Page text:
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May was a very special month in my family, as we celebrated three birthdays in May: my late father, my brother in law (my brother’s husband) and my youngest sister. My sister is three times last on the list: she is the youngest member of our family, she was - after my brother and myself - the last of the family to come out of the closet, and she is the youngest of all sixteen cousins on father’s side.

by Rick van der Made - 01 June 2019

length: 4 min. Printer Friendly Page  
May, the Birthday Month


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length: 4 minuten


If she crosses the threshold of a new decade, it means that the entire family has ended up there and that the oldest cousins are already moving towards the new decade of their lives. In a year, my youngest sister will turn fifty, and all my nephews and nieces on my father’s side will have passed that milestone already.

This year she can enjoy her last year in her forties. I sincerely hope that she will enjoy it. I wish the very best for my sister. As children, my sister and I were almost always together. Nearly inseparable.

We used to love playing with our Playmobil and Lego. My sister also loved playing with plastic soldiers. I didn’t care for them that much. She could paint the dolls for hours on end and play with the plastic miniatures in our backyard or at the gate that ran next to our house. Endlessly! Then I roamed around a bit with my Lego and finally started building colorful houses for her soldiers who stood like a flag on a mud barge in the sand, which of course was not sand at all, but a war zone that was conquered by my sister and some neighborhood boys.

My Lego houses were often shot at or strangely enough landed on a mine field after which they were propelled into the sky. I did not mind at all: I collected the pieces and just started building colorful houses again. As long as I did not have to help set up whole divisions of plastic soldiers in rows of four or, worse, help to make shooting noises and turn the backyard or a sandy path into a battlefield, I was happy.

My sister ran through the garden or the neighboring gates with the boys next door, and killed whole divisions of plastic dolls to her heart’s content. I was not as tough. My sister was so much tougher than me.

Of the four brothers and sisters, she was perhaps the most headstrong. As a child she was already averse to conventions: she never wanted to wear a dress, preferred drawing over doing her homework, and became punk in puberty. Not somewhat punk, such as the semi-soft “new wavers” (in her words), but hardcore punk, complete with Mohawk haircut, safety pins, cracks in her clothes and a preference for left-activist demonstrations with accompanying Mohawk haircut friends, and punk music that regularly filled my father with despair.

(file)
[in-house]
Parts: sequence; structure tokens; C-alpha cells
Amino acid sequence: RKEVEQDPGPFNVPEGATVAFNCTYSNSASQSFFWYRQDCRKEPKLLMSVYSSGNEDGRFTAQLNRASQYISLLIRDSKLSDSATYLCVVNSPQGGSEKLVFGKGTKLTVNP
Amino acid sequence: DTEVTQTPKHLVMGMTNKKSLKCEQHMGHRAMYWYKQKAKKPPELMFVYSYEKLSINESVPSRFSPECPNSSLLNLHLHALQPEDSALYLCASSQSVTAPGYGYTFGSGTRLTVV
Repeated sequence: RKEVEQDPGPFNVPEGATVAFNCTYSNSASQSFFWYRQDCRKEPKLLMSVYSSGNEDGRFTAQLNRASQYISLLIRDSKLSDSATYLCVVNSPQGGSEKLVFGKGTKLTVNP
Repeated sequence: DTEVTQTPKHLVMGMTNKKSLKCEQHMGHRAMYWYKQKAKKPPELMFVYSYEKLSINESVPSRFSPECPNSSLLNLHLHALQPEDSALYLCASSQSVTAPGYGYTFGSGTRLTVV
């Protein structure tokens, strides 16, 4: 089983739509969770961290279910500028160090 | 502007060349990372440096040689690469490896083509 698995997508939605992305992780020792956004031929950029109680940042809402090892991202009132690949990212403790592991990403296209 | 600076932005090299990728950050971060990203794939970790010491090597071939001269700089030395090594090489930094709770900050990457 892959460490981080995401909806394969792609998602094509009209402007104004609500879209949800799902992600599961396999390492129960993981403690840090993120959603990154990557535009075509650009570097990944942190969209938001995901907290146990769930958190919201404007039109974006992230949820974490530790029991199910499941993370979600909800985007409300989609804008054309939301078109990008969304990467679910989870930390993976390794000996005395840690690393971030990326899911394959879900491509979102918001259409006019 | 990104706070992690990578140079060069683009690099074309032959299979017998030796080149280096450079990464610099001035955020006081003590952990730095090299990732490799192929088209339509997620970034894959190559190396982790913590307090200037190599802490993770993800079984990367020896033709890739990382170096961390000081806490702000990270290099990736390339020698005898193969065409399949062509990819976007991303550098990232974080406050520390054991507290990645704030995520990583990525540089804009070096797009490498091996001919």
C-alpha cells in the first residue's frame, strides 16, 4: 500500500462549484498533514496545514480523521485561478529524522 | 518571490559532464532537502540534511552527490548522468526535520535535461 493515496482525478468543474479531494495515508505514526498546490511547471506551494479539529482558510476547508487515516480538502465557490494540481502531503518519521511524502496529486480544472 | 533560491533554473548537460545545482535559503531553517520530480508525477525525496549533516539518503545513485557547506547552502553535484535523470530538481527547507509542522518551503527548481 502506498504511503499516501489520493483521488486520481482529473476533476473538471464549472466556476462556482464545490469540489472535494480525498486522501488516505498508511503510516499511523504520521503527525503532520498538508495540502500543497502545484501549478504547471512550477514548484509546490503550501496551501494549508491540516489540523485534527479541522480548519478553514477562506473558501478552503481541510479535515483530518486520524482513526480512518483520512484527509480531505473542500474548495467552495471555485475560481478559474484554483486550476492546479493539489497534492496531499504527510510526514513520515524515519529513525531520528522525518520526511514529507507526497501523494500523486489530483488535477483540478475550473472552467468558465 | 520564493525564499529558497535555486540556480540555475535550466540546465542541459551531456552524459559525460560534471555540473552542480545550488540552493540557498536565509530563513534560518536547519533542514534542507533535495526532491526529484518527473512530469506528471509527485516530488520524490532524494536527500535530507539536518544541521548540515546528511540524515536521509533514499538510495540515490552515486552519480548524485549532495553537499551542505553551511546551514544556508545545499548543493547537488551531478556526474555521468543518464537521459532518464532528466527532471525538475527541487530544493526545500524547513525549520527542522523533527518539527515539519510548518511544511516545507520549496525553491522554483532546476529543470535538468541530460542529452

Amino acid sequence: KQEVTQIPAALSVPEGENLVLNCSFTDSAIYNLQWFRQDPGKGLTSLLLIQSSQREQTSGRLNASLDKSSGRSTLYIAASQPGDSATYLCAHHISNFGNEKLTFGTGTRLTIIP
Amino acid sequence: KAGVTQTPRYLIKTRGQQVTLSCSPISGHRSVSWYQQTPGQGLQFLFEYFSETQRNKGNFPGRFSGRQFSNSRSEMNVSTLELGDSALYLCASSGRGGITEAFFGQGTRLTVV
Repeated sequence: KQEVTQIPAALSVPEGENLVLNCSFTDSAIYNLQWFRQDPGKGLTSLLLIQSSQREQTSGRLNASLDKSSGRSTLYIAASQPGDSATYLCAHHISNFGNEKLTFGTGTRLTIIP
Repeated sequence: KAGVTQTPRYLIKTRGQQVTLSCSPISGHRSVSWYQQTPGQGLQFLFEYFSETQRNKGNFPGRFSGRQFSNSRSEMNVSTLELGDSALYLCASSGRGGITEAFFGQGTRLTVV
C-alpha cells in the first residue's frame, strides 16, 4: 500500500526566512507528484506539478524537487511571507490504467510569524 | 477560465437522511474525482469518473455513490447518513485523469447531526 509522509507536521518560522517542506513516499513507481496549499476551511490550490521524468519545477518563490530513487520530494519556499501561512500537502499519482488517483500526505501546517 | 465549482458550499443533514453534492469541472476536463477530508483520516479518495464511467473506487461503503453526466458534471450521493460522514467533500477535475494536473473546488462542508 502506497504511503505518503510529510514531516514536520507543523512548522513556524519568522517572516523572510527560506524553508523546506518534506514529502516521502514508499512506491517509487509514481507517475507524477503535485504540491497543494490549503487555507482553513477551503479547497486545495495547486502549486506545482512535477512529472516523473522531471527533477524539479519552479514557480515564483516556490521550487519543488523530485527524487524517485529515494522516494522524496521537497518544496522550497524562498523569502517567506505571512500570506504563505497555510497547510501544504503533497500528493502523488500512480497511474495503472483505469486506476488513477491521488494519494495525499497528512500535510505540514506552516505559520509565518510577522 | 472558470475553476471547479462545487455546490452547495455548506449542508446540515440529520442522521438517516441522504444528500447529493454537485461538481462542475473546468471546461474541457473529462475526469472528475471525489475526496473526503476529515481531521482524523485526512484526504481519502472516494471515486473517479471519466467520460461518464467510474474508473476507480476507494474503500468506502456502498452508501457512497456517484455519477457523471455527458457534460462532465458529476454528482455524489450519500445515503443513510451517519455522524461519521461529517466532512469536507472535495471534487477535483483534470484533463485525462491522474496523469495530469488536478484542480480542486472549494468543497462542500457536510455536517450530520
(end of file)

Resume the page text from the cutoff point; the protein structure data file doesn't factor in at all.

Although my parents could not appreciate everything my sister wore or admired, they just let her get on with it. Our mother was not someone to fuss. She would mumble: “Zeitgeist,” when she saw her youngest daughter cycling to school with a purple Mohawk haircut.

“Oh, you know,” one of my sister’s teachers had told my parents during a Parent-teacher meeting, “those who are not a communist at sixteen have no heart, and those who are not a liberal at thirty have no brains.”

“It will blow over,” my mother told my father when, from my sister’s bedroom, the loud music from bands such as the Dead Kennedys, PIL, Fad Gadget, Gang or Four or Siouxsie and the Banshees was drowning out the sweet andante of Mozart’s twenty-first piano concerto. Or by my beloved “Gimme Gimme Gimme” by ABBA.

My mother was right.

At the beginning of the month, I visited her to celebrate her forty-ninth birthday. My sister has lost her Mohawk haircut years ago now. At the end of the afternoon during the visit, she asked me if I would like to join her walking her and her girlfriend’s dogs. I happily agreed.

After half an hour, we were still playing with the dogs on the grass behind her house. My sister grabbed a ball and threw it as far away as possible, with the dogs chasing it.

I wanted to keep up and I also tried to throw the ball as far away as possible. The dogs didn’t even bother running after it, as it had landed on the grass too close to them. My sister laughed.

“Boy,” she said, “it’s a good thing you’ve never been in the army.” “Why is that?” I asked. “If you had thrown those hand grenades, you would have blown up your own battalion instead of the enemy.”

No, at forty-nine she is no longer punk, but she is still as headstrong. She still draws very nicely, and when I visit her, she sometimes still plays long forgotten punk bands.

the Dead Kennedys
“Uhm... Sex Pistols?” I ask her, after which my sister rolls her eyes and sighs. “Of course not! It’s the Dead Kennedys!” And before I know it, she turns the volume all the way up and I am nearly blown off the couch with my piece of apple pie on my fork.

Some things never change. My sister will not only always remain my little sister or the youngest of all paternal cousins, she will also always be much tougher than me.

Perhaps even tougher than the rest of the entire paternal family.

On behalf of my tough sister, I wish you a pleasant start of the summer.

(With thanks to my niece Angela, with whom I had a nice look at the cousins of the paternal family through an app.)
 




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